Orbimed helps bankroll Synlogic's drive to the clinic with $40M round

Synlogic CEO Jose-Carlos Gutiérrez-Ramos

Jose-Carlos "JC" Gutiérrez-Ramos is keeping his startup biotech right on track.

Since leaving his post as a senior R&D exec at Pfizer's ($PFE) Cambridge, MA, hub and casting his lot with the startup Synlogic 8 months ago, Gutiérrez-Ramos completed the company's first collaboration with AbbVie ($ABBV) just days ago and has now rounded up $40 million in a Series B that will pay for the next leg of the journey, putting two drugs through a proof-of-concept test that he hopes will leave the biotech on the threshold of registration studies.

The company's deal with AbbVie covered a major market condition, inflammatory bowel disease, which still leaves the CEO with room for at least one more partnership in the near future. Then there are two lead in-house programs for orphan diseases: urea cycle disorder and phenylketonuria. Gutiérrez-Ramos and his 35-member staff will complete preclinical work this year with an eye to executing two studies in 2017.

To complete that task, he's now raised a total of $70 million from a short list of marquee investors backing a synthetic biology drug platform aimed at the microbiome--a new focus in biopharma that has inspired a slate of startups in the past two years. OrbiMed HealthCare Fund Management led the round, with contributions from Deerfield Management Company and founding investors Atlas Venture and New Enterprise Associates.

Based on his lengthy track record in Big Pharma, Gutiérrez-Ramos tells me that it makes sense to partner on broad fields like inflammatory and metabolic diseases with a deep-pocketed player while keeping orphan indications in house. The two trials set to start next year are affordable enough for a small company, and promising data would leave the company on the threshold of registration studies. In the meantime the biotech has a chance to use its platform technology to expand the pipeline and further test the industry's appetite for new collaborations, he adds, "probably metabolic disease or another inflammatory condition."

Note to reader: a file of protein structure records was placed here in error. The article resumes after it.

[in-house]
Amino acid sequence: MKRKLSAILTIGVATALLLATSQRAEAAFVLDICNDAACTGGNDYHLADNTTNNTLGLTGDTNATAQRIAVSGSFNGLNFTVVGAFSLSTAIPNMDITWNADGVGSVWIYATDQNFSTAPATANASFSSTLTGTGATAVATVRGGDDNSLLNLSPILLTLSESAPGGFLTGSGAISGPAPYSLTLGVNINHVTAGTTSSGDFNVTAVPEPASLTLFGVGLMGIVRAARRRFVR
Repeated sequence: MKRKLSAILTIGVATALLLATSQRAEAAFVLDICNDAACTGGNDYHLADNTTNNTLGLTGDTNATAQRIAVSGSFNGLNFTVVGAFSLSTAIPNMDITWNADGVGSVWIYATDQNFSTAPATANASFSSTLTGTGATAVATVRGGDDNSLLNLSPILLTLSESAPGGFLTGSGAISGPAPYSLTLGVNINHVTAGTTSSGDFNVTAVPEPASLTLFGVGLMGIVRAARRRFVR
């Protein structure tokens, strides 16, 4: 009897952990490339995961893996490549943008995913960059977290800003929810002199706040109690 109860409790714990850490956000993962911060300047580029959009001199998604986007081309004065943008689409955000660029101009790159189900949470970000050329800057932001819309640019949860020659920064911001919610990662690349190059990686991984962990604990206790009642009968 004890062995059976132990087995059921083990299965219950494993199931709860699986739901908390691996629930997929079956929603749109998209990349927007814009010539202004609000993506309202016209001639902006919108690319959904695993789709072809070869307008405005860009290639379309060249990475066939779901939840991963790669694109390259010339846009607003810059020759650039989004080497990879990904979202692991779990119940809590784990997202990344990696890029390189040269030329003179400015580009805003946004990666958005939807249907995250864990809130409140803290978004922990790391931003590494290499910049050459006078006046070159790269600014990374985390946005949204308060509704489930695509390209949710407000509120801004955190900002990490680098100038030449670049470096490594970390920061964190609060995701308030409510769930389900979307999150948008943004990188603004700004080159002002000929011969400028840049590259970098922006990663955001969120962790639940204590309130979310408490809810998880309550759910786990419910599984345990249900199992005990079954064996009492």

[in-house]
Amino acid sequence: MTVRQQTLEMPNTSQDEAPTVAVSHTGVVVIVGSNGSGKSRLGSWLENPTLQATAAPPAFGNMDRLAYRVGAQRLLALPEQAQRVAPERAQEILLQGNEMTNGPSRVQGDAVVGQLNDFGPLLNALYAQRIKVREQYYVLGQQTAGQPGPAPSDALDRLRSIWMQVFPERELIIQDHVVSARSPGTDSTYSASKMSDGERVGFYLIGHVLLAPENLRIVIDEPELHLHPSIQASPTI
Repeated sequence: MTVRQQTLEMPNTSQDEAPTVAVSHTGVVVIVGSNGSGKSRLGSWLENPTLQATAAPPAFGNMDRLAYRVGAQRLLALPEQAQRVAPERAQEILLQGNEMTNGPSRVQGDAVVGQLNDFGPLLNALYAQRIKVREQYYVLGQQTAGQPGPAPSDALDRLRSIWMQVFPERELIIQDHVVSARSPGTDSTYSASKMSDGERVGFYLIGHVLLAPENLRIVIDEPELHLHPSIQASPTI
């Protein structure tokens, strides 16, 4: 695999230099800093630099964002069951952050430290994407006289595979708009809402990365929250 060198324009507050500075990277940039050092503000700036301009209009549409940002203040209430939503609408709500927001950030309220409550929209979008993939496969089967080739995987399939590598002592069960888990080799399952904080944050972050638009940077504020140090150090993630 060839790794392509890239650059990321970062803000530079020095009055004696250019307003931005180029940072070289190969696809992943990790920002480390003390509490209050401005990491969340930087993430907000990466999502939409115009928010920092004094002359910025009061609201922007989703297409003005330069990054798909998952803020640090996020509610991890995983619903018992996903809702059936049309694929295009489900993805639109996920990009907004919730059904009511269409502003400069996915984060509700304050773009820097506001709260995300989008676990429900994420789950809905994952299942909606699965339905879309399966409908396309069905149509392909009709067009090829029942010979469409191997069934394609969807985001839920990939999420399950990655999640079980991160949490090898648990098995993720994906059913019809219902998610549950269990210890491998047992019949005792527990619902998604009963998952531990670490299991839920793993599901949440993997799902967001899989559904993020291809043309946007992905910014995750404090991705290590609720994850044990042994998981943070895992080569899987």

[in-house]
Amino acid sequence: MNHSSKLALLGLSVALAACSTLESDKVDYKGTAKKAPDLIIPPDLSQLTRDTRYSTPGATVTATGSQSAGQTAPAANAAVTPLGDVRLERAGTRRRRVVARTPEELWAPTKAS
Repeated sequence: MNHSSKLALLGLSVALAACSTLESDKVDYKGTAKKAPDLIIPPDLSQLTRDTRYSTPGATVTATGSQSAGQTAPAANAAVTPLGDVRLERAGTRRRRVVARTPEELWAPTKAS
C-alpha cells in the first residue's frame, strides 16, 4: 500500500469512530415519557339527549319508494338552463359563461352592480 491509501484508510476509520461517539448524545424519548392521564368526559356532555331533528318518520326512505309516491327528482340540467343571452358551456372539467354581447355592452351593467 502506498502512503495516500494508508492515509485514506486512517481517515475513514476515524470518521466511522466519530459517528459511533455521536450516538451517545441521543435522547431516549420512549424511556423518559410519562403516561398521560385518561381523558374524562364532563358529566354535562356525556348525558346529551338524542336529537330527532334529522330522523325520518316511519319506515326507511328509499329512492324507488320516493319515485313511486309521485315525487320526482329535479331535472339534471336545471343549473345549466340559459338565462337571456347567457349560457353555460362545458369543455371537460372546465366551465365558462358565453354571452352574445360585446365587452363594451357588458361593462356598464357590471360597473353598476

At that point they can assess what options they have on raising the rest of the cash needed to go forward.

Once in the clinic, the CEO says Synlogic will be testing a regular dose in patients. 

"We want to make sure the patients have a dose every day," says Gutiérrez-Ramos, confident that the pharmacology and manufacturing process will not likely be a problem because of the probiotic material they're working with. The big idea at Synlogic is that its scientists can use a probiotic bacteria like E. coli Nissle to engineer into a "synthetic biotic" that can fix a problem that originates in the complex environment of the gut.

"I believe that synthetic biology can really change medicine," the CEO adds. And now he has the cash in hand to test that belief in humans.

Synlogic is also a test case for a classic biotech startup plan. Investors have been wooing a lineup of research experts from big companies to run these new wave companies. Briggs Morrison left AstraZeneca ($AZN) to run his own company, for example, while Doug Williams bid adieu to Biogen ($BIIB) to return to the helm of his own biotech venture.

Who knows, says the Synlogic CEO. Maybe in 5 or 10 years he'll go back to Big Pharma. But this permeability in biotech and pharma, he adds, the exchange of talent and sharing of new experiences, is good for him and it's good for the industry.

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